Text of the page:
NEAL GABLER, MEDIA WRITER: Well, certainly they are. But here's when you know when you're in trouble. You know you're in trouble when the media is reporting about you trying to re-brand the person. When that becomes the story, and not the substance of the case, you're in big trouble.

We've had here a tale of two nominations. We saw in John Roberts the media was on the Bush team. This guy walked on water. We knew -- we didn't know what his judicial philosophy was but we knew it had to be good because he was such a smart guy. Now we have Harriet Miers. And in the mainstream media it's kind of taken a step back and focused on the fight within conservative circles. The story is not Miers so much as the fight over Miers.

PINKERTON: I would agree with that. I would also say that the Roberts nomination was kind of the White House's show for reasons Neal suggested. This nomination is kind of the media's show and they're playing it like a reality TV show where they've got the contestant they want to lose. You know she's going to lose and they do the editing and the cutting to make her look bad all the way through this.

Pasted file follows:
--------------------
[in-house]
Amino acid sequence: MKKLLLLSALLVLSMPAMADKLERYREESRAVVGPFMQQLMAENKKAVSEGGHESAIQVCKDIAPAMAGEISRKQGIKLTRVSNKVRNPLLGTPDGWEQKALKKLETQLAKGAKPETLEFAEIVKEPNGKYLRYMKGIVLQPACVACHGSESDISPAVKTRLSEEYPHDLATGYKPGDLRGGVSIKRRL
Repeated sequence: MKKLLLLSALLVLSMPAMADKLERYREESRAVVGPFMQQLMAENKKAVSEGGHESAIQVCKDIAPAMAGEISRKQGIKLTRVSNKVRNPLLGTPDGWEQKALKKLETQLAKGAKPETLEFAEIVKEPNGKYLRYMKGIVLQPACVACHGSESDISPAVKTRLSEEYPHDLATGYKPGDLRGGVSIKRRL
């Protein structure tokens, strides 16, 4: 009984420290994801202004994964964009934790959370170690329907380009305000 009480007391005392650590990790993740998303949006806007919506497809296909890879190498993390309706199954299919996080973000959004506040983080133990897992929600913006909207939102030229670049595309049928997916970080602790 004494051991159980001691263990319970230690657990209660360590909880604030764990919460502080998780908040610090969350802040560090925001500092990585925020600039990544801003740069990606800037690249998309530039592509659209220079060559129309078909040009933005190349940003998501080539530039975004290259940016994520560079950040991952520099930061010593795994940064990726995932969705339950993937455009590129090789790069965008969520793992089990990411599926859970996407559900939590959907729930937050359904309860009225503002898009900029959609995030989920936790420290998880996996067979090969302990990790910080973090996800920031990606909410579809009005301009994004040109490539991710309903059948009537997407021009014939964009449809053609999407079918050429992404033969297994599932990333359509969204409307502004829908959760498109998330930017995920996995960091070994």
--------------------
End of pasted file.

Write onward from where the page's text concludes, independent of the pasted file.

They've clearly set the script already for her to withdraw.

HALL: But wait a minute. She was nominated. The conservatives are the ones who have been leading the charge. I don't think you can blame the media for being out to get her .

PINKERTON: Including the conservative media. Including David Frum (search) and Bill Kristol (search). This is a new phenomenon.

HALL: But I don't think --and I'm not sure I agree with Cal --I don't think it's a great thing that the Bush White House was so on message. It may be great for them but I don't think it was so great in the first .

THOMAS: I didn't say it was great, I just said what it was.

HALL: I know, but the media weren't questioning them. They were taking .